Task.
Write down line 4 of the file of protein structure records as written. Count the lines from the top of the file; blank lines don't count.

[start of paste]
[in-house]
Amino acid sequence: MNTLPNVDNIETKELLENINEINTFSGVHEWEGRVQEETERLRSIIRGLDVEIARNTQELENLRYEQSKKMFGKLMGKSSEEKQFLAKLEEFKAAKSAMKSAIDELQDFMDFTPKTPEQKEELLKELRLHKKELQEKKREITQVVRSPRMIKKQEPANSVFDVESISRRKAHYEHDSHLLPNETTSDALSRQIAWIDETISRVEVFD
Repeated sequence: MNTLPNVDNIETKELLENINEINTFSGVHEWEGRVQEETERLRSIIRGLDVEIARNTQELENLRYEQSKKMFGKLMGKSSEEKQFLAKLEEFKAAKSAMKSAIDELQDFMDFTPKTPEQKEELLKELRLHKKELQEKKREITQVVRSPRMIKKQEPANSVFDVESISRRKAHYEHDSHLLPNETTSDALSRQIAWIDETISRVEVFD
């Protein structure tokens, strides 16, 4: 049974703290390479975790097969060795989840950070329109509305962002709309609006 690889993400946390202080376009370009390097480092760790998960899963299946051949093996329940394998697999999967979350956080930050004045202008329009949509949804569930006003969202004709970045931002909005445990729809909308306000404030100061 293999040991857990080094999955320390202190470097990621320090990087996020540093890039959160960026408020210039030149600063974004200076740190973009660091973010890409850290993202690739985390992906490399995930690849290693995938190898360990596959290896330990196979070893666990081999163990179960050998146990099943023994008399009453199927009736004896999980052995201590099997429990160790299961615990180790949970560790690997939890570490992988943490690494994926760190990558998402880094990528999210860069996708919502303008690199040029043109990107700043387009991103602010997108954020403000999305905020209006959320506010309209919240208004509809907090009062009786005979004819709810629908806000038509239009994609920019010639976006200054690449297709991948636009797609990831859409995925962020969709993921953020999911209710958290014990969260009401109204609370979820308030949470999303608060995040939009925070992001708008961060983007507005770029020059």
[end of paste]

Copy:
């Protein structure tokens, strides 16, 4: 049974703290390479975790097969060795989840950070329109509305962002709309609006 690889993400946390202080376009370009390097480092760790998960899963299946051949093996329940394998697999999967979350956080930050004045202008329009949509949804569930006003969202004709970045931002909005445990729809909308306000404030100061 293999040991857990080094999955320390202190470097990621320090990087996020540093890039959160960026408020210039030149600063974004200076740190973009660091973010890409850290993202690739985390992906490399995930690849290693995938190898360990596959290896330990196979070893666990081999163990179960050998146990099943023994008399009453199927009736004896999980052995201590099997429990160790299961615990180790949970560790690997939890570490992988943490690494994926760190990558998402880094990528999210860069996708919502303008690199040029043109990107700043387009991103602010997108954020403000999305905020209006959320506010309209919240208004509809907090009062009786005979004819709810629908806000038509239009994609920019010639976006200054690449297709991948636009797609990831859409995925962020969709993921953020999911209710958290014990969260009401109204609370979820308030949470999303608060995040939009925070992001708008961060983007507005770029020059």